2009-12-31 / Opinions

New Year’s resolutions are better made, kept when they look backward rather than forward

By KIP BURKE News Editor

If there’s one thing this world doesn’t need right now, it’s another column about New Year ’s resolutions. We make ‘em, we break ‘em, life goes on.

But I will, since our Esteemed Editor expects me to, share a little hardearned wisdom about the whole concept of making New Year’s resolutions. I think we’re going about it wrong. Since hindsight is 20/20, I like to make my resolutions after the fact, as in “That’s the last time I …” or “After that, I’d be a fool to ….”

I call them Retroactive Resolutions ®, and you can use them too.

Here’s an example: Commuting on a motorcycle in Italy was a blast, especially if you’re already crazy, but riding in the rain was not. One wet day I was coming home, descending the last curvy hill before our driveway, with my wife and boys age 4 and 6 on our balcony watching Daddy ride home. I wave, and just as I’m about to turn in the driveway, an ambulance comes around the curve on my side of the road. Oops! I know better, but instinctively just touch the front brake.

Shh-boom. My family is treated to the sight of Daddy and his motorcycle crashing at about 10 miles an hour. (It sounds faster in kilometers.) At least I missed the ambulance, and the boys got a wonderful physics lesson watching Daddy’s butt bounce across the pavement. Did Daddy get a boo-boo? Yes, a little. Did Daddy get sympathy? No, not much.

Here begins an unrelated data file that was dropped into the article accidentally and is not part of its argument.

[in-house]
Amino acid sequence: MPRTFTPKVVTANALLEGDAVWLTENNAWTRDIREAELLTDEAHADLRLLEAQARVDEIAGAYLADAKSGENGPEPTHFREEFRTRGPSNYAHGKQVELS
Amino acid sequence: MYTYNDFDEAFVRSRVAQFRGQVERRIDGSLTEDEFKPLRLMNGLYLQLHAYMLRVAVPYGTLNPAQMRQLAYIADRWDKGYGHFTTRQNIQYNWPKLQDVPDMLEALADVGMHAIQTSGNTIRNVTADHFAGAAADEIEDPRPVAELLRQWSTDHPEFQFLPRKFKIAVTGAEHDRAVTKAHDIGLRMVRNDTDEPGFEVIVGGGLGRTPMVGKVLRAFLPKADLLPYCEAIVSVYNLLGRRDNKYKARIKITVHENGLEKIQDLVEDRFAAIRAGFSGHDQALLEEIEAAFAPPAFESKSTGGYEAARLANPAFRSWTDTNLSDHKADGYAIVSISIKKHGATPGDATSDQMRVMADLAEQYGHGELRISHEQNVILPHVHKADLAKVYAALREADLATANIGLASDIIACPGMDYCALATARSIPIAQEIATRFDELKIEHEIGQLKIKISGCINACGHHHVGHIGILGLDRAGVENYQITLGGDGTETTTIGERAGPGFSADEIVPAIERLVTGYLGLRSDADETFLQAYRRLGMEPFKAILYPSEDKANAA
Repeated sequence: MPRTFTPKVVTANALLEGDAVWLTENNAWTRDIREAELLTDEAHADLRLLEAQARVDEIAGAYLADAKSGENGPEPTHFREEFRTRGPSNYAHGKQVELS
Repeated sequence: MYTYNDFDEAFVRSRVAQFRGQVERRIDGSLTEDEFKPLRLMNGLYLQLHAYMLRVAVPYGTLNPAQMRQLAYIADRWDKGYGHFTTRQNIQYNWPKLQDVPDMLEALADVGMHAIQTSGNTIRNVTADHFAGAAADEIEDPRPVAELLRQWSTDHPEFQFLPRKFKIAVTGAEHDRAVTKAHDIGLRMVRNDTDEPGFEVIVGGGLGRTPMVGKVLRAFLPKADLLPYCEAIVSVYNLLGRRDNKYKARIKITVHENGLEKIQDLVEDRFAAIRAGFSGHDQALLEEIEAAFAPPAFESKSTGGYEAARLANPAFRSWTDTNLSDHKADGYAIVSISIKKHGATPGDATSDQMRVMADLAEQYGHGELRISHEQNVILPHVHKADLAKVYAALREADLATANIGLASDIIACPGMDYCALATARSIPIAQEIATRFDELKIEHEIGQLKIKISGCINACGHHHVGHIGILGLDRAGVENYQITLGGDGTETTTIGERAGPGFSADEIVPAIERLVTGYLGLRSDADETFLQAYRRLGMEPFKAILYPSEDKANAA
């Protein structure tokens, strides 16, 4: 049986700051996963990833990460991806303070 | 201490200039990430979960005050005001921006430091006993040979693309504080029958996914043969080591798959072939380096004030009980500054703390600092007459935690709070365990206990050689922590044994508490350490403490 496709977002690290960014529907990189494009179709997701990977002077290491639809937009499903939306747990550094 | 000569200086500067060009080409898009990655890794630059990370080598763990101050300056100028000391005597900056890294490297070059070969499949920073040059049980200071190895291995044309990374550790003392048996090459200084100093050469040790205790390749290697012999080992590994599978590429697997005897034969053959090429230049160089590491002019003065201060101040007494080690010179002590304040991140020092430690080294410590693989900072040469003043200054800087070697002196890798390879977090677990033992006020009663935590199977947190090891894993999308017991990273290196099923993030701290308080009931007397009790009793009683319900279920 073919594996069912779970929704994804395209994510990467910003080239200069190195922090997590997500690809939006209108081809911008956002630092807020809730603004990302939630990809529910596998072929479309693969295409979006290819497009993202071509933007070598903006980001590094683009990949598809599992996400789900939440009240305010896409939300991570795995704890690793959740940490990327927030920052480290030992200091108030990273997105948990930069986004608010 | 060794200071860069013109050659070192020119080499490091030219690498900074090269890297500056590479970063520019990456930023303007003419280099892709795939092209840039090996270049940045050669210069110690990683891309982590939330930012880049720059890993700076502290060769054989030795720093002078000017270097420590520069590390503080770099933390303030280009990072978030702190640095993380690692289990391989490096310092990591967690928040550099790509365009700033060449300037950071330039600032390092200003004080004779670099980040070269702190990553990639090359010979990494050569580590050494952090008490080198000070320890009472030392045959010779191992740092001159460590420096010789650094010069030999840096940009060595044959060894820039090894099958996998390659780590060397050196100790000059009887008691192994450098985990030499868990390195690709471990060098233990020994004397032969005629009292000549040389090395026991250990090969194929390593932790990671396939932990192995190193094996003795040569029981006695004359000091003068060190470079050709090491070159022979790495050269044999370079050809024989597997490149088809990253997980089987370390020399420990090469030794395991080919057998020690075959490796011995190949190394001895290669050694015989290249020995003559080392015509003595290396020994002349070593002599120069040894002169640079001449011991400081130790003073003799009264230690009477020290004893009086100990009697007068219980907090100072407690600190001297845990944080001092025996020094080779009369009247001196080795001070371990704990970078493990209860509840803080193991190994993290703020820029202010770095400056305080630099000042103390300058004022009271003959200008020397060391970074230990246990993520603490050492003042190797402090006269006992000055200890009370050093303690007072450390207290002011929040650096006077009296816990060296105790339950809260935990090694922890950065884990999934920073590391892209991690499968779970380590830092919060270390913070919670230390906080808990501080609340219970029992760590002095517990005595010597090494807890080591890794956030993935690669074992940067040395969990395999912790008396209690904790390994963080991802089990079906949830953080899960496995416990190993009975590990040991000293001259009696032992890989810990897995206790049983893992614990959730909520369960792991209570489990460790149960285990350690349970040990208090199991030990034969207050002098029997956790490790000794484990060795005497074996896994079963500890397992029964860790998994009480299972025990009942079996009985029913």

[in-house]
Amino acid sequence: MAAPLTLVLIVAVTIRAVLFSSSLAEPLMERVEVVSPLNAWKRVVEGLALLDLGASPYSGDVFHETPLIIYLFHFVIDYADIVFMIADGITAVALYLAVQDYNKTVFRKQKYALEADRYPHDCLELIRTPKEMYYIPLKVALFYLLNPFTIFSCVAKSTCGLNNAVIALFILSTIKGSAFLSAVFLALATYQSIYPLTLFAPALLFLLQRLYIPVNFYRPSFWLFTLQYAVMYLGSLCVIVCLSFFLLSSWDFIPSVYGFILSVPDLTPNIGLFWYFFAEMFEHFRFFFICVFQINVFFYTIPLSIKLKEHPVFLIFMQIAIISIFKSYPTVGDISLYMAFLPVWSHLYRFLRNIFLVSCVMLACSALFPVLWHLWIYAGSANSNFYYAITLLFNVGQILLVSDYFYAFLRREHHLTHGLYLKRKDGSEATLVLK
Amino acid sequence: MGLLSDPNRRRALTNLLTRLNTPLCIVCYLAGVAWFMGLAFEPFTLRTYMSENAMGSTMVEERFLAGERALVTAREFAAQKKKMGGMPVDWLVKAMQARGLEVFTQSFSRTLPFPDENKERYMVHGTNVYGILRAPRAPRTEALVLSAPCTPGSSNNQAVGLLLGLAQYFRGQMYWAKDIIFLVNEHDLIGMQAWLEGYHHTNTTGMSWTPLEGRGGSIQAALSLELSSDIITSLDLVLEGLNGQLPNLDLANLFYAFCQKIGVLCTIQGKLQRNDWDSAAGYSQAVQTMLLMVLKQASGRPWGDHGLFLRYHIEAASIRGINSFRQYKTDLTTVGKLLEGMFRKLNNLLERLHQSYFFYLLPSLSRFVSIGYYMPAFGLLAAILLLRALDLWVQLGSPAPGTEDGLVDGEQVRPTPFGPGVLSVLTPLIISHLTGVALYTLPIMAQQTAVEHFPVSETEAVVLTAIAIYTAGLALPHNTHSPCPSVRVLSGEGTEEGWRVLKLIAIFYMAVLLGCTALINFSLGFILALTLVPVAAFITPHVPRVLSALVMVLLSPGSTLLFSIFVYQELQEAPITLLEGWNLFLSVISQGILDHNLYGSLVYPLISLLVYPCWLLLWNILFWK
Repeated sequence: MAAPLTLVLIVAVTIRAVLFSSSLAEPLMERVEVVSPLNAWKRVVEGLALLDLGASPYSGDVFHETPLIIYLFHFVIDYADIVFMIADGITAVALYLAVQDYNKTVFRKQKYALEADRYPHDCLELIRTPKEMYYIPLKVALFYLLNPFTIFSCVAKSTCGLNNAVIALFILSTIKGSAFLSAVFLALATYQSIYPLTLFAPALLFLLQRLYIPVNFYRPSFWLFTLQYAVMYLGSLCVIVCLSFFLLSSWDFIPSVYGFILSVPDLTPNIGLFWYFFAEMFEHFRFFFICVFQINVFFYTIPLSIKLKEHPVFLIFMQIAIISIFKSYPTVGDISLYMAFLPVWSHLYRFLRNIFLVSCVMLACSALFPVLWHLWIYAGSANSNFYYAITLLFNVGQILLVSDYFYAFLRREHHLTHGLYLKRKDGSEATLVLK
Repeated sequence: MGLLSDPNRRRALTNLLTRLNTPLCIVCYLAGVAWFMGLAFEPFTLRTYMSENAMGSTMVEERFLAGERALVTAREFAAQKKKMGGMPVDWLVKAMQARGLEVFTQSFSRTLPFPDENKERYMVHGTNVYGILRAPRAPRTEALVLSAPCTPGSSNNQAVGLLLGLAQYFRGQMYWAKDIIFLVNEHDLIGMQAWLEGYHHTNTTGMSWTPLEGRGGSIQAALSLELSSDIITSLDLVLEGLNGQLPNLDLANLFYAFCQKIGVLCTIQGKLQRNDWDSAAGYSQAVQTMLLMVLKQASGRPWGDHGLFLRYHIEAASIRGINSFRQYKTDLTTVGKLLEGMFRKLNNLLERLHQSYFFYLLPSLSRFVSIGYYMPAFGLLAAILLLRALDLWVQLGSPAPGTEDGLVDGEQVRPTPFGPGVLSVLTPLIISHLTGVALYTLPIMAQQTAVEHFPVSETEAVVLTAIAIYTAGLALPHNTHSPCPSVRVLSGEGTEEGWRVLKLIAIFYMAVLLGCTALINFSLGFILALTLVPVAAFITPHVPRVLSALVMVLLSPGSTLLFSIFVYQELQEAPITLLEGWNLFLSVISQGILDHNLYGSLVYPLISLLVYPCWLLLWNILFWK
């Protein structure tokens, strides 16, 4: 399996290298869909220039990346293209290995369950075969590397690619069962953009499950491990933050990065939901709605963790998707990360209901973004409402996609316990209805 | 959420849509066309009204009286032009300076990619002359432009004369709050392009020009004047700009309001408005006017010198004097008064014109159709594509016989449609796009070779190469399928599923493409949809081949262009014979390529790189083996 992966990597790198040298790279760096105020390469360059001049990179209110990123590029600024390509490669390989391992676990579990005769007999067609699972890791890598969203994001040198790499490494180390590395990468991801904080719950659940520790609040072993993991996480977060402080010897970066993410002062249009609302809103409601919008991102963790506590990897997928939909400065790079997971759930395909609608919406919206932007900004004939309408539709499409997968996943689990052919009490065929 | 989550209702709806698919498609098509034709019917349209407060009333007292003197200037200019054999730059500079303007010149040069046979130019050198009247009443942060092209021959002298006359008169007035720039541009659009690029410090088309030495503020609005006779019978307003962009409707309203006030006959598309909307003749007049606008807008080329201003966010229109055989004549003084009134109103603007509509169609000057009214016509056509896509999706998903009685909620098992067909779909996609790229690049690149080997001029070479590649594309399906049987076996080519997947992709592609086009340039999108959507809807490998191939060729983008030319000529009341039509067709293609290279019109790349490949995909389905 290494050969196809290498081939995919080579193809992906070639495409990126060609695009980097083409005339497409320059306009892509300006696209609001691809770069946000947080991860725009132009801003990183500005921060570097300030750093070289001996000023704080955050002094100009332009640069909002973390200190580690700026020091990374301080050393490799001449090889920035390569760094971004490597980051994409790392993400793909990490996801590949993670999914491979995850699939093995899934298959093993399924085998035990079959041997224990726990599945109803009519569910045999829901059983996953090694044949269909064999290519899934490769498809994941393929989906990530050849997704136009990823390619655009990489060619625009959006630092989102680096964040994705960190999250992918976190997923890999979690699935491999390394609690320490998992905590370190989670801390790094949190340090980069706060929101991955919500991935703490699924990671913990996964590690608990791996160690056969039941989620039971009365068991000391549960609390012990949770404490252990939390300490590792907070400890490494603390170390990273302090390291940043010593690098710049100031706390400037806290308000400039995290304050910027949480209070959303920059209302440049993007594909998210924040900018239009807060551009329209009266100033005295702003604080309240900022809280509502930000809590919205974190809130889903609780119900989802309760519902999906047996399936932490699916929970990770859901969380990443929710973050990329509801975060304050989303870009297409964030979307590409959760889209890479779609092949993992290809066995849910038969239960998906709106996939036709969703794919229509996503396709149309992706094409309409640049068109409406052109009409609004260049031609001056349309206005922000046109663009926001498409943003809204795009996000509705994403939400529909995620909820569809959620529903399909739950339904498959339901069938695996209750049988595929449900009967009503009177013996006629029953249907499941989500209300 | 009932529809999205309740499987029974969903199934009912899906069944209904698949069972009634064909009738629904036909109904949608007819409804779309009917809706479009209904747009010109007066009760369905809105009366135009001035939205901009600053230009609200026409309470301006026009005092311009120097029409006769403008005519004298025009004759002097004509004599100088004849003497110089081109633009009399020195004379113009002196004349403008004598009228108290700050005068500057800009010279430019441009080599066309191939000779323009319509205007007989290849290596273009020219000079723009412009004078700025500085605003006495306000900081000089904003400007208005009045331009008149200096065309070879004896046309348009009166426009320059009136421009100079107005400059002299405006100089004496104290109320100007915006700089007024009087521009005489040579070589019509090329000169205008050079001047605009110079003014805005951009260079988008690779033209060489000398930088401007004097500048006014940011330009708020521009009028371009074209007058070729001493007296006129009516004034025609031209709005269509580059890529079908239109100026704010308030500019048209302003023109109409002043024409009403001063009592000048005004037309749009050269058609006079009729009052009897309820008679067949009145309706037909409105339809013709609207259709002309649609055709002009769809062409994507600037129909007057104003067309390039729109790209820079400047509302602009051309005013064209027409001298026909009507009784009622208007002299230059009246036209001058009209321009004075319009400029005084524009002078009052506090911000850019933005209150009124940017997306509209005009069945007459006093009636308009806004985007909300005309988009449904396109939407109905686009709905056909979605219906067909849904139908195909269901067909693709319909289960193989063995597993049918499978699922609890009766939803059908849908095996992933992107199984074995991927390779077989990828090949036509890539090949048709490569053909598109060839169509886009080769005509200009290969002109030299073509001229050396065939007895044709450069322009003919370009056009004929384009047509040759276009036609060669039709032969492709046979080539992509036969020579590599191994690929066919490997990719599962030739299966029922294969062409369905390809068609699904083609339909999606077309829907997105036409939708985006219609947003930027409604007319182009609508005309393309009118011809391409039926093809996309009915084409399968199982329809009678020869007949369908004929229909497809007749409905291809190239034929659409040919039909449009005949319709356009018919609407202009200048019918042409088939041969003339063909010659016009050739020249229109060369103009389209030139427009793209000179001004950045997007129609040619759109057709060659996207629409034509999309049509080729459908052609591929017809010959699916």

Now, it would never have occurred to me to resolve not to crash my motorcycle in advance, but with my copyright Retroactive Resolution ® I am empowered to look back and say, with wisdom gained from pain and asphalt, “That’s the last time I try to dodge an Italian ambulanza by falling on my backside, especially in front of my wife and kids, who won’t let me forget this, ever.”

See how it works? Retroactive Resolutions can be far more specific, and far harder to break. No guilt to beat yourself up over, just pearls of wisdom you can pass on to your kids, assuming you put those pearls on their Facebook page where they’ll see them.

Over the years, I’ve applied this approach to things as diverse as hitting a Slinky with a lawnmower, catching ricochets during rock quarry target practice, and scaring girls with snakes when the girls are meaner than the snakes. I’ve gained great wisdom in all those areas, and have strong, lifelong resolutions in place because of them, not to mention some cool scars.

Speaking of scars, like most married men, I could write a book about the Retroactive Resolutions® I’ve gained from life as a husband. And just to show you that I’ve learned from my resolutions, I’ll shut up about that right…this…second.

See? It works! January’s cold enough without resolving myself right into the doghouse.

So give it a try: “After what I did this last year, I’d be crazy to …”

You’re welcome.

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